A question I get frequently is ‘What is a kick out clause’ in regards to a real estate contract.
You may have noticed listings that have a status of ’CNTG/NO KO’ and ‘CNTG/KO’. Both of these statuses signify that a contract with contingencies (that’s the CNTG part) has been accepted on the property.
A contingency can be any number of things. Some common ones are:
If the contingency is not met, the buyer has the option to back out of the contract. These are all considered non-kick out contingencies because the seller doesn’t have the option to kick out the contract. The buyer is the one in control with these contingencies.
A contingent contract with a kick out clause is one in which the buyer needs to sell their home first and the contract is contingent upon that.
See image below showing the full text of this clause.
Seller’s don’t like to accept this kind of contingency because when the buyer’s home doesn’t sell, the contract will fall apart.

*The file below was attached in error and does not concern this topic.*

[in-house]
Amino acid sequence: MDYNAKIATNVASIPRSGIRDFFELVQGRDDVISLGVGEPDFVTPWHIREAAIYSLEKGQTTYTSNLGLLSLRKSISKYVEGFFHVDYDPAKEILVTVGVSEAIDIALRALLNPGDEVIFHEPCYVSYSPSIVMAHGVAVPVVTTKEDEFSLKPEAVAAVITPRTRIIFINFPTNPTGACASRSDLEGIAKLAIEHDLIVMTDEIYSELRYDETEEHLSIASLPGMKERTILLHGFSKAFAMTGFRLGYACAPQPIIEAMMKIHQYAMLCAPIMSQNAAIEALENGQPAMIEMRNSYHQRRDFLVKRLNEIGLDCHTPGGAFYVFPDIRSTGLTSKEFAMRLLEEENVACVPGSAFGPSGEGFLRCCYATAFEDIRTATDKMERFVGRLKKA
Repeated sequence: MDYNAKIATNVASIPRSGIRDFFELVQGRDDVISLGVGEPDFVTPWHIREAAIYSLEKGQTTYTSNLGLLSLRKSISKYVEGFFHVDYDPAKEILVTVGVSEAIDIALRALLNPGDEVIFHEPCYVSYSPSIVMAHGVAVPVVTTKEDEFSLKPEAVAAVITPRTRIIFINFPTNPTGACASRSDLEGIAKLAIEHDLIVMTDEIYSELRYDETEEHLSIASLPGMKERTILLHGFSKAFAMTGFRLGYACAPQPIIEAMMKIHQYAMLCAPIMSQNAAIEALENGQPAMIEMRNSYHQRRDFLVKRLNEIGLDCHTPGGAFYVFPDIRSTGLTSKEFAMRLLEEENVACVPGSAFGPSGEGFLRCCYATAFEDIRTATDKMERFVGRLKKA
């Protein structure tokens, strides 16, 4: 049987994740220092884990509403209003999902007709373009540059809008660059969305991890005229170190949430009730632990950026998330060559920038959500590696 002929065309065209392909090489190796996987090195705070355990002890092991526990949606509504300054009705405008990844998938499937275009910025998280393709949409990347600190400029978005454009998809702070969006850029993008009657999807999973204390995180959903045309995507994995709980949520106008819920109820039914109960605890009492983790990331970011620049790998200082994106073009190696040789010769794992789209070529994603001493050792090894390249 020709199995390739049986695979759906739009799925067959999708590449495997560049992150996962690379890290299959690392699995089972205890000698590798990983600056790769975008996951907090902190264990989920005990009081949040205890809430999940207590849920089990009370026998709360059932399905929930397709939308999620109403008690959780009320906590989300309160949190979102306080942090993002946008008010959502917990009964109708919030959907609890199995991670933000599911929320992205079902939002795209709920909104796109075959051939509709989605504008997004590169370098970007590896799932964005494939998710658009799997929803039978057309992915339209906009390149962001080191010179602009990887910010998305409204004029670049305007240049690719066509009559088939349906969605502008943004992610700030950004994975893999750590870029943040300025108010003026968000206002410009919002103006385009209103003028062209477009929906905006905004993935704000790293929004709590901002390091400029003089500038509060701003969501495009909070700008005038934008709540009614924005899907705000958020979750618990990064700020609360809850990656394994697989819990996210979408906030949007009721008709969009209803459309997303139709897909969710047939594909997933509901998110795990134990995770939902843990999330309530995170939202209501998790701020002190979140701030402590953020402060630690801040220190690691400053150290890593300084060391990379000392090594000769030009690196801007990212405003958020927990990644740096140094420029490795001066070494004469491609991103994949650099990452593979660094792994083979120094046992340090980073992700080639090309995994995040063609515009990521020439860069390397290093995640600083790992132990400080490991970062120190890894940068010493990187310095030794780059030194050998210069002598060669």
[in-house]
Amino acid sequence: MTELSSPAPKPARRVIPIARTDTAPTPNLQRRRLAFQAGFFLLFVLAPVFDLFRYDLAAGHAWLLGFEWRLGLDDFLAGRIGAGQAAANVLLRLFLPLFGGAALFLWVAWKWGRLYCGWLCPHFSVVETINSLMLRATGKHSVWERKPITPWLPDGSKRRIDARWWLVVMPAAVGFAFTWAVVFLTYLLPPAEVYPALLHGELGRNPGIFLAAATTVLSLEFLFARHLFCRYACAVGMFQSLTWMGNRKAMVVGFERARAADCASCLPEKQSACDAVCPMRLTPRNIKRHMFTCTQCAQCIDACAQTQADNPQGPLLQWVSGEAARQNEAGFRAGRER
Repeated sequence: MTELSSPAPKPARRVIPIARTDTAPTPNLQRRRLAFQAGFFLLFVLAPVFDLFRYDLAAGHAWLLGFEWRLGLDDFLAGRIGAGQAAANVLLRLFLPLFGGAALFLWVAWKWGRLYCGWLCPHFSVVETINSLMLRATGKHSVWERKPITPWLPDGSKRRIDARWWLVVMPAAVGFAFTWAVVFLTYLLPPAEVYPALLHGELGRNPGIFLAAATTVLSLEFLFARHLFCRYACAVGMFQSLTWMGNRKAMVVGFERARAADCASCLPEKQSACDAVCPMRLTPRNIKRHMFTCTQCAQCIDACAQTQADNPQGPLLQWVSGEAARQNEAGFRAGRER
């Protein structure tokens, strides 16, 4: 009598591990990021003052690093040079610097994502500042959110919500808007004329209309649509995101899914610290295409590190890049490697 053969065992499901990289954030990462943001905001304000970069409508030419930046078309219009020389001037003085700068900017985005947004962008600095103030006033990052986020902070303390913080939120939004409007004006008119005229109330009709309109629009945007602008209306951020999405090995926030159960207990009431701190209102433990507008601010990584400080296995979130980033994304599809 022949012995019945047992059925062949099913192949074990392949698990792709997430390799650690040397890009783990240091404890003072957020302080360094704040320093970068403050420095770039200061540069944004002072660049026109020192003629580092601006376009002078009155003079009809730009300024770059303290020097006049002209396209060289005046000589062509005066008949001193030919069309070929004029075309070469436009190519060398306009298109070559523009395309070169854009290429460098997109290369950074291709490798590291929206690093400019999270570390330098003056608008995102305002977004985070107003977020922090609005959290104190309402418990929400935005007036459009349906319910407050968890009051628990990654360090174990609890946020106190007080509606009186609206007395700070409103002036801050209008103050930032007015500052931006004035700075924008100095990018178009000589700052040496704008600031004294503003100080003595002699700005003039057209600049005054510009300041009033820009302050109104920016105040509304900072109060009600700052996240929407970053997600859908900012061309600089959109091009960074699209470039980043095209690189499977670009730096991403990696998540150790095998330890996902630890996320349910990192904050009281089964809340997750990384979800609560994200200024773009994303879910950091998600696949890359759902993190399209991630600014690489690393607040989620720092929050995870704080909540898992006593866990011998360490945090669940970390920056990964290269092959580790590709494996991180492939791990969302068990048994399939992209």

However, the kick out clause allows the seller to continue to market the home and if they get a better offer, the seller can ‘kick out’ the other contract. The seller does have to give the first buyer the option to remove the kick out clause and keep the contract intact.
So, when you are home shopping and you see a listing with the status of ‘CNTG/KO’, this home is still available!
Now, once the buyer gets their home under contract, the contingency can be removed and they don’t have to worry about another buyer coming along taking their home.
Now, in case you are wondering what happens if the contract falls through on the buyers home, the buyer is still protected. Even though the kick out clause has been removed, the contract with the seller is still dependent on the buyer actually going to settlement on the sale of their home. See paragraph 4 below.